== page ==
Still, even as Trudeau's numbers began to fall in August, Liberal campaign officials initially expressed little concern.

"These first two weeks are just froth, there's nothing to it. Nobody's paying attention much," said a third Liberal.

Asked about the minority, the first Liberal said: "it is what it is .. Canadians decided that's what they wanted."

Among the public, Trudeau himself generated more fatigue than excitement.

"The problem was that right from the start, we never came up with a good answer to the obvious question of 'Why are you calling an unnecessary election in the middle of a pandemic?'" a Liberal strategist said towards the end of the campaign as it became clear a majority was not on the cards.

After the election, Liberals sketched out a possible scenario whereby Trudeau would make clear he intended to keep the government alive for at least three years, giving him time to focus on priorities such as child care and battling climate change while pondering his future.

Trudeau is due to speak publicly this week and could offer details on what he is planning.

A senior adviser and a senior lawmaker said Trudeau did not want to be in power forever, but would fight a fourth campaign if the government falls before he can push through significant parts of his agenda.

Minority governments usually last about 18 months but in theory can last four years if no-one brings them down.


Trudeau, who has three young children, became a Liberal legislator in 2008 and took over the leadership in 2013 at a point when its future looked dark. Two years later he became the first Canadian leader to ever take a party from third place to victory.

"The main question becomes, is he having fun? I don't think the next phase of this pandemic is going to be fun, I don't think our fiscal situation is going to be fun," said another well-placed advisor, putting the chances of Trudeau deciding in early 2023 he would leave at 50-50.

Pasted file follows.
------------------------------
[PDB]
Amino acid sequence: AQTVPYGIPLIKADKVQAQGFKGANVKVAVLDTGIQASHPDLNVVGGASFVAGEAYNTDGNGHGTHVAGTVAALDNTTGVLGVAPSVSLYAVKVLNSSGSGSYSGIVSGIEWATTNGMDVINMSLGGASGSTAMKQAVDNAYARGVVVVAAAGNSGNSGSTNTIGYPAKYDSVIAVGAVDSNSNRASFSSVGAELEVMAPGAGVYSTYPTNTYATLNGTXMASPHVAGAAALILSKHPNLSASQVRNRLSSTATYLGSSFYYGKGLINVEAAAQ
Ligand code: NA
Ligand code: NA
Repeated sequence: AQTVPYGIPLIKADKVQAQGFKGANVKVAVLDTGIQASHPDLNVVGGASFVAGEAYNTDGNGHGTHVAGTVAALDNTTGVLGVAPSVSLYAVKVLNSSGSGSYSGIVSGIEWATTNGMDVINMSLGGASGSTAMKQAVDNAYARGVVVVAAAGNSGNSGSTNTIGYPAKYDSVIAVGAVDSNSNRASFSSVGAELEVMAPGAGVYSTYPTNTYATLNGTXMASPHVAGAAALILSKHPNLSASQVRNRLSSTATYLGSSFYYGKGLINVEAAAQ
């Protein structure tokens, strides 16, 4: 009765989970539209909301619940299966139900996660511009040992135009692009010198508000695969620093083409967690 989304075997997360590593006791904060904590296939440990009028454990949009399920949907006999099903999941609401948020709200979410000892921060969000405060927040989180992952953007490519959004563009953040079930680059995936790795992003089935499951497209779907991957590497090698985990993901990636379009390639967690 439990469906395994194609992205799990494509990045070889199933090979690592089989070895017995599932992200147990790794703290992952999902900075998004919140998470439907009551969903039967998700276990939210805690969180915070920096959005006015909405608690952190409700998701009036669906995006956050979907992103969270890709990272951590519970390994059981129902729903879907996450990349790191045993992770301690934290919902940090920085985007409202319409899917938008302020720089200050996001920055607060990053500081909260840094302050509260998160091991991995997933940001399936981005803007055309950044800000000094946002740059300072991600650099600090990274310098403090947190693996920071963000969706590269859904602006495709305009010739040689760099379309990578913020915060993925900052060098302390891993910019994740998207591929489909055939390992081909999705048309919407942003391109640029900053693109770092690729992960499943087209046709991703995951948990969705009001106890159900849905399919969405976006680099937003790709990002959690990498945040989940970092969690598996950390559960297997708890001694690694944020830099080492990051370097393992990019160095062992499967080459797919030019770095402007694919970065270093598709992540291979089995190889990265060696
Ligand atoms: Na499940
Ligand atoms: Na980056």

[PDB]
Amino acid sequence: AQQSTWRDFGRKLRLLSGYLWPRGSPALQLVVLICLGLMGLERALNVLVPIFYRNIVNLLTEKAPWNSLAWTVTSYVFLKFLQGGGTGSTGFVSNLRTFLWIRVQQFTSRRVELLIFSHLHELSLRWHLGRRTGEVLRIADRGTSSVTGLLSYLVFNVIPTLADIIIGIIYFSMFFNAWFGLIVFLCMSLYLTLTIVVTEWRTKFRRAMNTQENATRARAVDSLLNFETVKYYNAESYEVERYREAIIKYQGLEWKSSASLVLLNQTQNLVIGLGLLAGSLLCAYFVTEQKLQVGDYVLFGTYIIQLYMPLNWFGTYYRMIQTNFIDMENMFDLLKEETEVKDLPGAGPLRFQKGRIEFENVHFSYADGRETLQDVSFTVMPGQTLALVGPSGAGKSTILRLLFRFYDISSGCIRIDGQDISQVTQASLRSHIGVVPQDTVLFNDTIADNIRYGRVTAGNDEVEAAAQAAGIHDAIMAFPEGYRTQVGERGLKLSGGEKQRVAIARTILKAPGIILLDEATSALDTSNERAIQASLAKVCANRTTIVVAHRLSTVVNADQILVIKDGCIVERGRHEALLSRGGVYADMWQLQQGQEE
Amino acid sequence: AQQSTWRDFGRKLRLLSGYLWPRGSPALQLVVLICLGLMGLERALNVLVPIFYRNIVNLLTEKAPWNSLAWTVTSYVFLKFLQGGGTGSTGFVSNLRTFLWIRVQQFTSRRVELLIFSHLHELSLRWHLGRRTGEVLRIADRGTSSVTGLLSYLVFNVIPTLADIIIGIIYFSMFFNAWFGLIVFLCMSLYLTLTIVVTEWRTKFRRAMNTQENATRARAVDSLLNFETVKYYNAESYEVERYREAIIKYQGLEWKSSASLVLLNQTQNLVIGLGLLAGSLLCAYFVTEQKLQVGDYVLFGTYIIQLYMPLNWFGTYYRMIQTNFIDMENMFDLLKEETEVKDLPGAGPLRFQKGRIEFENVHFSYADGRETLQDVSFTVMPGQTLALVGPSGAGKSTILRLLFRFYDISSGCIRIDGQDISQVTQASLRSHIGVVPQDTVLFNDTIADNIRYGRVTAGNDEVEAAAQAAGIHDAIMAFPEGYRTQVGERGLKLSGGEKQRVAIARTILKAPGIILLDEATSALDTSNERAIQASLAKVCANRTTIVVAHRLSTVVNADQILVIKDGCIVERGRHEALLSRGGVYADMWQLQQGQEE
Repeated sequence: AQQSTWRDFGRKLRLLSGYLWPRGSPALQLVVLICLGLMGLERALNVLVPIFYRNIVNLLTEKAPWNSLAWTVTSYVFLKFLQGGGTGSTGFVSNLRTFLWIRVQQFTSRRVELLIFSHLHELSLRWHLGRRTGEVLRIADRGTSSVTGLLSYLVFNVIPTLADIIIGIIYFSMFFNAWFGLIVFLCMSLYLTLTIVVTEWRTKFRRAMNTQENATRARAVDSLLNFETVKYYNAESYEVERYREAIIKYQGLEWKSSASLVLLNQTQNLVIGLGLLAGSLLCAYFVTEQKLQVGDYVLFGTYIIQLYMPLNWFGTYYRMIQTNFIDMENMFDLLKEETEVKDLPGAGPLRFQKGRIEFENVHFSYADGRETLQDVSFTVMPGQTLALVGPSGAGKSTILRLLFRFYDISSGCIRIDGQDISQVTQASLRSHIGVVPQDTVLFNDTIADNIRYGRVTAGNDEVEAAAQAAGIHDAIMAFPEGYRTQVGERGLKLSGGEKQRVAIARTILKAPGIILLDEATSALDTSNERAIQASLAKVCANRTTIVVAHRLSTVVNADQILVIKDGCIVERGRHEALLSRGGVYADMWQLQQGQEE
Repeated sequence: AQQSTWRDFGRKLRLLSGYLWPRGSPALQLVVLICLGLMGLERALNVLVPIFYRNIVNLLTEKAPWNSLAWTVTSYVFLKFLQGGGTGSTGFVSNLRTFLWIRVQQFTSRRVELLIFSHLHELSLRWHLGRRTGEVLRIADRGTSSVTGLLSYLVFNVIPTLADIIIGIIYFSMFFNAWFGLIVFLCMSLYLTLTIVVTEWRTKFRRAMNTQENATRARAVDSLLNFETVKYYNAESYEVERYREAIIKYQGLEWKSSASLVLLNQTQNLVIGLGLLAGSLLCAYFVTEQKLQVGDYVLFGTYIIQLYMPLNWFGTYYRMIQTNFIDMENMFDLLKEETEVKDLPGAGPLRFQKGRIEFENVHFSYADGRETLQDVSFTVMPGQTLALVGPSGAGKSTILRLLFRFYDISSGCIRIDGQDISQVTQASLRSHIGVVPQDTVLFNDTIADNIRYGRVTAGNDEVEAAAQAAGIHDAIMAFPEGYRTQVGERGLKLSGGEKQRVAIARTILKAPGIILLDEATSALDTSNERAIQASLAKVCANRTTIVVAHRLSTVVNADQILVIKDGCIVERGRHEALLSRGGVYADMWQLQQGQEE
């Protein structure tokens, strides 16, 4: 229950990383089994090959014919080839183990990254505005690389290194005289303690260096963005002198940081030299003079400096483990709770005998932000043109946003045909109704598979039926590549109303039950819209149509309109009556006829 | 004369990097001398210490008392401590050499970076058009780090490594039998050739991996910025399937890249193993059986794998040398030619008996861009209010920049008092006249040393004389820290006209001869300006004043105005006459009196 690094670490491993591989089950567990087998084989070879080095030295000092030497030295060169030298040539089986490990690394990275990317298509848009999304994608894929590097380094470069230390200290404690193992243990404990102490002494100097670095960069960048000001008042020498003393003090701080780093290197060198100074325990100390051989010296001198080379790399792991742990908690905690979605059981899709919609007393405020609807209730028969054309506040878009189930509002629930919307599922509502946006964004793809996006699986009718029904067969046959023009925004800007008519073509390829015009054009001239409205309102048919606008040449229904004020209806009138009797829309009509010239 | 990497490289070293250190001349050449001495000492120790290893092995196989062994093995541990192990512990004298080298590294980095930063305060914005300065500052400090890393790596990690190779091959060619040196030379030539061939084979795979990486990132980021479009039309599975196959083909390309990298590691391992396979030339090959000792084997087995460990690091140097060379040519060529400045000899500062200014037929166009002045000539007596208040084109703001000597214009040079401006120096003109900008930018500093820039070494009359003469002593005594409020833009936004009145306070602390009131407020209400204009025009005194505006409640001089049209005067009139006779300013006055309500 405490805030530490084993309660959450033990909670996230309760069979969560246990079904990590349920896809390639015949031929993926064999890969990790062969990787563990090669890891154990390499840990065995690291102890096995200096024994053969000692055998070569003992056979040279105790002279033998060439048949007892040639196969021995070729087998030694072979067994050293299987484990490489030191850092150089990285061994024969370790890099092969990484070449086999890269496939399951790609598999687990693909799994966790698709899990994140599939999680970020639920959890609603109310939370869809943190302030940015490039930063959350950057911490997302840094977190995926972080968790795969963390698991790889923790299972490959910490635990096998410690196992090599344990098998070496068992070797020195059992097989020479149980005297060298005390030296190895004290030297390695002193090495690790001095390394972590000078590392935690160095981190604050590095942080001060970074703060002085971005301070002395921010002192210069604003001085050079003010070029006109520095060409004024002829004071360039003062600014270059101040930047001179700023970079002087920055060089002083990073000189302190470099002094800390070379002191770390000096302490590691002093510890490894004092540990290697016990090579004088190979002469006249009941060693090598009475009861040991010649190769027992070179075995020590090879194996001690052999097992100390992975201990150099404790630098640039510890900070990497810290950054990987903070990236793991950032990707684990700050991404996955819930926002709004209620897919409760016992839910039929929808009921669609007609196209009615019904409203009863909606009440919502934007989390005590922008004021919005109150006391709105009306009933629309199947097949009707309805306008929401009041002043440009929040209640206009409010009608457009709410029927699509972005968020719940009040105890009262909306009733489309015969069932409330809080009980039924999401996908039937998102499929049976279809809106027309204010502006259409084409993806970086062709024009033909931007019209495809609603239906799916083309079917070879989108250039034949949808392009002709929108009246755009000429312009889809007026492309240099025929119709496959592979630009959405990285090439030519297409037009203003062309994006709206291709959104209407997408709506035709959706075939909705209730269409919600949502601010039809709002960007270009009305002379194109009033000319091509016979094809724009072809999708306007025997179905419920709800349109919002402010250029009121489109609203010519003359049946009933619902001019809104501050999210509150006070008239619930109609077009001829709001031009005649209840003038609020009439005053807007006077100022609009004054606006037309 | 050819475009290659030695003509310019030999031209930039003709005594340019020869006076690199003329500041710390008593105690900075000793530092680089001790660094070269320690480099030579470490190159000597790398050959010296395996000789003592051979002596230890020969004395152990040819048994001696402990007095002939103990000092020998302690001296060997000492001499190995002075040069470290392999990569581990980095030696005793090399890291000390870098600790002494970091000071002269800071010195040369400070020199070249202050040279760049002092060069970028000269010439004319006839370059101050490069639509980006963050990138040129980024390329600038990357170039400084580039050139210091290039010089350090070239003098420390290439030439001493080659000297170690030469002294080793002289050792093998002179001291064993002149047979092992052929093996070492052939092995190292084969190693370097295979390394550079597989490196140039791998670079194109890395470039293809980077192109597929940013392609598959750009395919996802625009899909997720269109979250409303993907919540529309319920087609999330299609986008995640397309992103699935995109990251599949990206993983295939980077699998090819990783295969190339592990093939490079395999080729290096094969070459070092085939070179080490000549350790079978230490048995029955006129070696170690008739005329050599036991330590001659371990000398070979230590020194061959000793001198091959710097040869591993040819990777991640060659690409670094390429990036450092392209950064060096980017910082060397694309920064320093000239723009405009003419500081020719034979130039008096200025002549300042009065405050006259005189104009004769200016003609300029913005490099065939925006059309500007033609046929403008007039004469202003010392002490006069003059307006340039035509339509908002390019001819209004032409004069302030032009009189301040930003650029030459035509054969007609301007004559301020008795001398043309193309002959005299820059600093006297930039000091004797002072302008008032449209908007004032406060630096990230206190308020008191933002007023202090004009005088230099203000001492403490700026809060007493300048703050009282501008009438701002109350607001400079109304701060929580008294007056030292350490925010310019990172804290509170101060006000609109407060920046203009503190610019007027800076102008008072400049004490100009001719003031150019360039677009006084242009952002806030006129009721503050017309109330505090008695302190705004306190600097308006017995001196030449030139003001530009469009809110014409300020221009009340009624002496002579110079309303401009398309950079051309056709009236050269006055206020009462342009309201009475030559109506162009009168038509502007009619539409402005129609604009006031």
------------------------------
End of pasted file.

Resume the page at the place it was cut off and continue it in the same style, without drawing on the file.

"I wouldn't be surprised if this was Trudeau's last election .. winning three back-to-back is hard," said Tamara Small, professor of Political Science at the University of Guelph.

The Conservatives, who have now lost three consecutive elections, may again end up seeking a new leader.

Although the Conservatives won more of the popular vote than the Liberals for the second consecutive election, Trudeau's lock on Toronto ensured he ended up ahead.

The Liberals and the New Democrats led by Jagmeet Singh - who favors heavy spending on social programs - have a comfortable majority in the 338-seat House of Commons.

Waiting for her son to speak after falling short of his majority goal, his mother Margaret Trudeau, with whom he is very close, was confident a minority government would work out.

"You don't want too much power to end up anywhere, do you?" she told reporters. "I know that Jagmeet is a wonderful man, compassionate like Justin."

Reporting by David Ljunggren Editing by Alistair Bell

Our Standards: The Thomson Reuters Trust Principles.

Thomson Reuters

Covers Canadian political, economic and general news as well as breaking news across North America, previously based in London and Moscow and a winner of Reuters’ Treasury scoop of the year.